Lanyon Homestead in Winter

When we left Canberra in May, the last month of autumn colour was still with us..

 

After an exciting month in Italy, we arrived back in Canberra at the beginning of June.

Winter cometh!

After some dreary rainy days (but we always need rain!) I have to remind myself that there is another side to Canberra winters…bright blue skies.

Last July we visited an historic homestead close to where we live in Canberra, the Lanyon homestead..

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The homestead is ringed by the Brindabella Mountains and sits at the heart of a natural bowl shaped valley. This scenery takes my breath away, no matter how many times I see it.

This land has layers of rich history from surviving Aboriginal heritage sites, through to unbroken pastoral use since European settlement.

The land was granted to James Wright and  John Lanyon in 1834. At that time the journey from Sydney took several weeks by bullock wagon over rough tracks. The farm land was so isolated that the farmers of the time had to be completely self-sufficient.

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Andrew and James Cunningham bought Lanyon in 1849 and built the homestead over time. The house remains almost completely unchanged since 1859.

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The original out-buildings around the homestead include a kitchen, cellar, laundry, worker’s barracks, a meat house and dairy stables, harness room and a blacksmith’s shop.

IMG_3376 (1024x768)Despite the green and blue hues of this land today, in 2003 Lanyon homestead was under real threat as wind and fire raged over these mountains. I have read that there was only one fire engine available for Lanyon as the fires were so widespread. Miraculously the property survived.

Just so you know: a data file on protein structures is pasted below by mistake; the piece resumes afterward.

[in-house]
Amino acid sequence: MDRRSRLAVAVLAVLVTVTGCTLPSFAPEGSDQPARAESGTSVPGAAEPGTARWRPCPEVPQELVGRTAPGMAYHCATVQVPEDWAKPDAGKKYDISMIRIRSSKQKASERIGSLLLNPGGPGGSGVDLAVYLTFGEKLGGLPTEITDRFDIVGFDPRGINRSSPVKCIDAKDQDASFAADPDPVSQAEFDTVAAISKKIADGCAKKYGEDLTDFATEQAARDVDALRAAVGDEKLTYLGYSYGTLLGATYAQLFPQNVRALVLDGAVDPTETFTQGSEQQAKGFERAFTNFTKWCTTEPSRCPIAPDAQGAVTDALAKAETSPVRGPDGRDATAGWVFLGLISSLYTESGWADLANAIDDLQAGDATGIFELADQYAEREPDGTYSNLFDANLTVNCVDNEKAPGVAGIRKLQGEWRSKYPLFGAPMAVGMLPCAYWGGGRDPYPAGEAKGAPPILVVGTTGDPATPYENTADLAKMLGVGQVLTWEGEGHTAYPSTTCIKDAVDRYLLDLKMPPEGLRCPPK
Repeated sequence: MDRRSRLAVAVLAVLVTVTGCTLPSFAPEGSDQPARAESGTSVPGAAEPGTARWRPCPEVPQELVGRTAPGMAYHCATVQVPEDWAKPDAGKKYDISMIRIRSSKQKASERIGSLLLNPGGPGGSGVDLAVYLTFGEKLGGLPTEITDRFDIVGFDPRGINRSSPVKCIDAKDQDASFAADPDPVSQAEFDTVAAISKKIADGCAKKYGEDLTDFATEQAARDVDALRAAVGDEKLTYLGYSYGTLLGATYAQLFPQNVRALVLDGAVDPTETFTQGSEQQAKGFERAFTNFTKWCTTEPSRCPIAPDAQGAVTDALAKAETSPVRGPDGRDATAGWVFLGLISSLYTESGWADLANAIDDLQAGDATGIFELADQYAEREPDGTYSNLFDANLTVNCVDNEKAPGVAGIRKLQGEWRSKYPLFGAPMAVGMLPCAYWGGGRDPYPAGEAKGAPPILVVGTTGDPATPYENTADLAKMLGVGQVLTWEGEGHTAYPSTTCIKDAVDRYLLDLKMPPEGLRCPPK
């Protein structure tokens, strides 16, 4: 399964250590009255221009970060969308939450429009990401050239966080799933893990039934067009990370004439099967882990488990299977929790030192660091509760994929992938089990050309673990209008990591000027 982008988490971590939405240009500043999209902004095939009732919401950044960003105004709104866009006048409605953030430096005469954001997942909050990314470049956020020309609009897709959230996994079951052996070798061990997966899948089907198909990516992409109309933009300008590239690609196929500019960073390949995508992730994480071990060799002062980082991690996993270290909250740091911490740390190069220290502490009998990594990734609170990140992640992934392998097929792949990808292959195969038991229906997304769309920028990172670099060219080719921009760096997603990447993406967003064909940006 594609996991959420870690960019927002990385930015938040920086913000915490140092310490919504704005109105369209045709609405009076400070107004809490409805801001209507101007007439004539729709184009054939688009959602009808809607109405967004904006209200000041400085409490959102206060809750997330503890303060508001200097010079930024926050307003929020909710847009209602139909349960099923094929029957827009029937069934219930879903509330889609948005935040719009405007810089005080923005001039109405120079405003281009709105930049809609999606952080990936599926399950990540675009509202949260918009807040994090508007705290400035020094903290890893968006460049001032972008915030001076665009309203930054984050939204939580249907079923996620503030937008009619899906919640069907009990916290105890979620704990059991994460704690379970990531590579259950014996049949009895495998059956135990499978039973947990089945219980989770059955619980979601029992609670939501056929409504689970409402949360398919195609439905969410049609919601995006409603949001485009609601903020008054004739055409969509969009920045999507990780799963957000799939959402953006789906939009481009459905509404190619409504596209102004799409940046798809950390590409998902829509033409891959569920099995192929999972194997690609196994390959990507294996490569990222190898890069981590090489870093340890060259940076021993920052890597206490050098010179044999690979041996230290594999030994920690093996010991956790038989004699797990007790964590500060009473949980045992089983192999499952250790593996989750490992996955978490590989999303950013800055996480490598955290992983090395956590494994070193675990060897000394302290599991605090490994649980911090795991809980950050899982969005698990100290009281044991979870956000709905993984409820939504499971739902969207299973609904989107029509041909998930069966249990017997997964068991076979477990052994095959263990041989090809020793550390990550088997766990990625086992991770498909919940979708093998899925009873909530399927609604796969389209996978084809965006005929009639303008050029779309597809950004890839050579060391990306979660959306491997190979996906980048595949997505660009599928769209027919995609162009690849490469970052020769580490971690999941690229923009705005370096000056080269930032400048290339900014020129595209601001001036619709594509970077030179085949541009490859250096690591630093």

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Today the house is a museum and there are picnic areas and a café in the grounds.

Weddings, plant fairs, historical events and social activities go on all year in these lovely gardens.

The flower and vegetable gardens are a treat to see in spring and summer, indeed Lanyon homestead deserves to be seen in every season. (I’ll be back!)

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The Bunya Pine became fashionable and, as with many homesteads in Australia, there is one planted here, quite close to the house.

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And you won’t be surprised to know that when Mr Big Personality has finished stripping the flowers and branches off the Ironbark eucalypts in our street, he’ll be off to Lanyon to strip the Bunya Pine of its Bunya Nuts…..

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That is the ying and yang of living in a bush capital city!

Have a happy weekend, whether it be winter or summer in your part of the world.

 

 

 

 

 

 

 

 

 

 

 

 

 

 

 

 

 

 

 

 

 

 

 

 

10 thoughts on “Lanyon Homestead in Winter

  1. ruth

    What a lovely house and setting. It is so good that such heritage homes and their history are preserved for future generations. Thanks for sharing.

    Reply
    1. germac4 Post author

      Yes, I agree we need to preserve places like this, unfortunately suburbia is creeping up on it a bit.

      Reply
  2. snowbird

    How interesting to hear the history. It looks so calm, I couldn’t imagine the wind and fire! But it is, as you say, the bush. The mountains and those blue skies are just beautiful, I’m not surprised they take your breath away. Winter approaching already? Oh dear. Loved that cockatoo!xxx

    Reply
    1. germac4 Post author

      Thanks Dina, yes I feel lucky to live near those lovely mountains, and of course, that is where the cockatoos are coming from! Never a dull moment with those birds!

      Reply
  3. Sylvia

    Such a beautiful setting for the homestead. It look really peaceful there, but I’m sure that in summer it can get very busy. That Cockatoo is really big! 🙂

    Reply

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